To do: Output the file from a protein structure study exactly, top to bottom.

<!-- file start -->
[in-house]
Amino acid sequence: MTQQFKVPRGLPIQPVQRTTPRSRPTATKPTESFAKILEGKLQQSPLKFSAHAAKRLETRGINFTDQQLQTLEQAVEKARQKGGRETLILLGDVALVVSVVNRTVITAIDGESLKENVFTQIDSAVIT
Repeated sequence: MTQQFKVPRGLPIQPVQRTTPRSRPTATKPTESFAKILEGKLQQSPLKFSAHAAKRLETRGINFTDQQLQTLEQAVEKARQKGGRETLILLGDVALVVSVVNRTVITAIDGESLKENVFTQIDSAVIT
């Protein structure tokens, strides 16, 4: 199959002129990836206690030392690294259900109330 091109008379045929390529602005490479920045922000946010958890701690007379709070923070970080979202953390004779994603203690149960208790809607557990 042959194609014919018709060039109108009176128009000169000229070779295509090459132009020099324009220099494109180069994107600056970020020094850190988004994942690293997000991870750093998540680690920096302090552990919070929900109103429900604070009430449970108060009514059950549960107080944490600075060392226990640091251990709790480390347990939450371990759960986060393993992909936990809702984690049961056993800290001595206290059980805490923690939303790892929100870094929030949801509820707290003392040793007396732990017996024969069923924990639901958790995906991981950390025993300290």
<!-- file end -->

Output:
[in-house]
Amino acid sequence: MTQQFKVPRGLPIQPVQRTTPRSRPTATKPTESFAKILEGKLQQSPLKFSAHAAKRLETRGINFTDQQLQTLEQAVEKARQKGGRETLILLGDVALVVSVVNRTVITAIDGESLKENVFTQIDSAVIT
Repeated sequence: MTQQFKVPRGLPIQPVQRTTPRSRPTATKPTESFAKILEGKLQQSPLKFSAHAAKRLETRGINFTDQQLQTLEQAVEKARQKGGRETLILLGDVALVVSVVNRTVITAIDGESLKENVFTQIDSAVIT
């Protein structure tokens, strides 16, 4: 199959002129990836206690030392690294259900109330 091109008379045929390529602005490479920045922000946010958890701690007379709070923070970080979202953390004779994603203690149960208790809607557990 042959194609014919018709060039109108009176128009000169000229070779295509090459132009020099324009220099494109180069994107600056970020020094850190988004994942690293997000991870750093998540680690920096302090552990919070929900109103429900604070009430449970108060009514059950549960107080944490600075060392226990640091251990709790480390347990939450371990759960986060393993992909936990809702984690049961056993800290001595206290059980805490923690939303790892929100870094929030949801509820707290003392040793007396732990017996024969069923924990639901958790995906991981950390025993300290």